Metal Soaps in Art: Conservation and Research

Casadio, Francesca, Keune, Katrien, Noble, Petria

  • 出版商: Springer
  • 出版日期: 2019-04-02
  • 售價: $4,530
  • 貴賓價: 9.5$4,304
  • 語言: 英文
  • 頁數: 424
  • 裝訂: Hardcover - also called cloth, retail trade, or trade
  • ISBN: 331990616X
  • ISBN-13: 9783319906164
  • 相關分類: SOA
  • 下單後立即進貨 (約3~6週)



This go-to reference work surveys the current state of knowledge in the field of metal soap-related degradation phenomena in art works. It contains detailed descriptions and images of the different phenomena and addresses the practical aspects of soap formation, preventive conservation, and treatment.

The occurrence of metal soaps is one of the defining issues in the conservation of painted surfaces, and one that presently leaves innumerable open questions. It is estimated that around 70% of paintings in museum collections are affected by some form of metal soap-related degradation. In recent years, significant advances have been made in the detection and characterization of these compounds through interdisciplinary approaches including conventional spectroscopy and microscopy as well as emerging synchrotron-based techniques.

This book for the first time captures a panoramic overview of the state of knowledge of metal soaps related to both scientific analysis and implications for conservation and treatment. It also critically examines open questions. The book is accessible to audiences with varied backgrounds (e.g. conservators, students of conservation science) while simultaneously presenting the technical details indispensable for academics and researchers active in this field.


Francesca Casadio joined the Art Institute of Chicago in July 2003 as the Museum's first A. W. Mellon Senior Conservation Scientist. Since January 2018 she is the Grainger Executive Director of Conservation and Science. With a PhD in Chemistry from the University of Milan, Italy, Casadio is also the founder and co-Director of the Northwestern University / Art Institute of Chicago Center for Scientific Studies in the Arts (NU-ACCESS). Her research interests are interdisciplinary studies mainly focused on artistic materials and practices of the 19th and 20th century.

Katrien Keune is research scientist at the Rijksmuseum Amsterdam, Netherlands. She is responsible for the scientific research in the conservation studios. She also holds an appointment as Associate Professor of Chemistry at the University of Amsterdam (UvA) and contributes to the Netherlands Institute for Conservation, Art and Science (NICAS) at a scientific and organizational level. She received a PhD in chemistry from FOM Institute AMOLF, UvA. Her expertise lies in the ageing, deterioration and migration processes in oil paintings, especially related to pigment-binding medium interactions.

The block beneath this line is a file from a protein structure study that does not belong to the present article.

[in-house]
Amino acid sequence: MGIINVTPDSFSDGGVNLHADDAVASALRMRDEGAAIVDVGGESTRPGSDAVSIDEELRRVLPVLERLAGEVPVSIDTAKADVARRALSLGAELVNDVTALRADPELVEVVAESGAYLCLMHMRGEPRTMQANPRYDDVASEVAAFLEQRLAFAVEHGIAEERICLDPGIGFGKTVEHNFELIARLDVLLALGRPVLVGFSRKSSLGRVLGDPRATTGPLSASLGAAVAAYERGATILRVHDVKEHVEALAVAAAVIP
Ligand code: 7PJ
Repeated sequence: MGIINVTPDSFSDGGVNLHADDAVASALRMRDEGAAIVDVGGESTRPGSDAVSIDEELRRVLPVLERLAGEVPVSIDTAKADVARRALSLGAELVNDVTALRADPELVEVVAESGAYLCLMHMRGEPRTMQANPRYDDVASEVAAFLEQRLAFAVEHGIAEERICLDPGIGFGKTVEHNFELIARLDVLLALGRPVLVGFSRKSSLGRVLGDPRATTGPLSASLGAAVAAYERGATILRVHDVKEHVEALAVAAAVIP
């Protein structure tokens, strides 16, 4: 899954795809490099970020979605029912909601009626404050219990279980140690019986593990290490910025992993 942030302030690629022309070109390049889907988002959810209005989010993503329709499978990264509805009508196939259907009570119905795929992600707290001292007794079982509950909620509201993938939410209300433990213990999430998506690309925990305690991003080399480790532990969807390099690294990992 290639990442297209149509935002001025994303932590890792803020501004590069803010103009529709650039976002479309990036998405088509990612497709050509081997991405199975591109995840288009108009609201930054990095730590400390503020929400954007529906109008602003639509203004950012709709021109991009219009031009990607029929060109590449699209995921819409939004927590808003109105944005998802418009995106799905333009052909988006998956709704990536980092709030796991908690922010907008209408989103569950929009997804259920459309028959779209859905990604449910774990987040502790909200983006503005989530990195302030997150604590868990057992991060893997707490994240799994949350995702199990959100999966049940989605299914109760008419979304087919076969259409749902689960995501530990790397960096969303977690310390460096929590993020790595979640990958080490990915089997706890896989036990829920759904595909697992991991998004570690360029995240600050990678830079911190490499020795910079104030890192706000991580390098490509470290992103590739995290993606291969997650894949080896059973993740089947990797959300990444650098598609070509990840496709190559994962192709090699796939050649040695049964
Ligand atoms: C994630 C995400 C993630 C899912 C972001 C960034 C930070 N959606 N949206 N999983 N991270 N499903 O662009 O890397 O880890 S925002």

Petria Noble is senior paintings conservator and Head of Paintings Conservation at the Rijksmuseum in Amsterdam, a position she has held since 2014. Prior to this she worked for 18 years at the Mauritshuis in The Hague. As an expert in the material aspects and conservation of 17th-century Dutch paintings she has published widely in conservation and scientific journals. She is strong advocate for scientific investigations of paintings as a key to understanding changes in appearance. Her current research activities include the development and application of non-invasive imaging techniques for the study of late Rembrandt paintings.

Annelies van Loon trained as a chemist and a paintings conservator, before specializing in the materials analysis and ageing processes of Old Master Paintings. She received a PhD in chemistry from FOM Institute AMOLF/ University of Amsterdam on the topic of 'Color changes and chemical reactivity in seventeenth-century oil paintings.' From 2012 till 2016 she was project leader of the Science4Arts PAinT Project focusing on aspects of metal soaps and pigment-binder interactions. Currently she holds a position as paintings research scientist at the Rijksmuseum Amsterdam

Ella Hendriks is full Professor of Conservation and Restoration of Moveable Cultural Heritage at the University of Amsterdam. She holds a bachelor degree in art history (University of Manchester, UK), a post-graduate diploma in the conservation of easel paintings (Hamilton Kerr institute, University of Cambridge, UK) and a PhD in technical art history/conservation (University of Amsterdam). From 1987 to1999 she was Head of Conservation at the Frans Hals Museum in Haarlem, and from 1999-2016 Senior Paintings Conservator at the Van Gogh Museum in Amsterdam.

Silvia A. Centeno is a Research Scientist at the Metropolitan Museum of Art where her main responsibilities include the investigation of artists' materials and techniques and deterioration processes in paintings, photographs, and works of art on paper. She has published and lectured in a number of topics including soap deterioration in oil paintings, pigment- and platinum-based photographic processes, daguerreotypes, early lithographic inks, and nineteenth century and Renaissance paintings. She received a PhD in Chemistry from Universidad Nacional de La Plata, Argentina

Gillian Osmond is a paintings conservator at the Queensland Art Gallery/Gallery of Modern Art in Australia with 3 decades of industry experience. She has a longstanding interest in the technical examination of paintings and paint cross sections and has been studying incidences of zinc soaps in paintings for more than 15 years. In 2014 Gillian was awarded a PhD from the University of Queensland for her research on zinc oxide centred deterioration in artists' oil paints and consequences for paintings.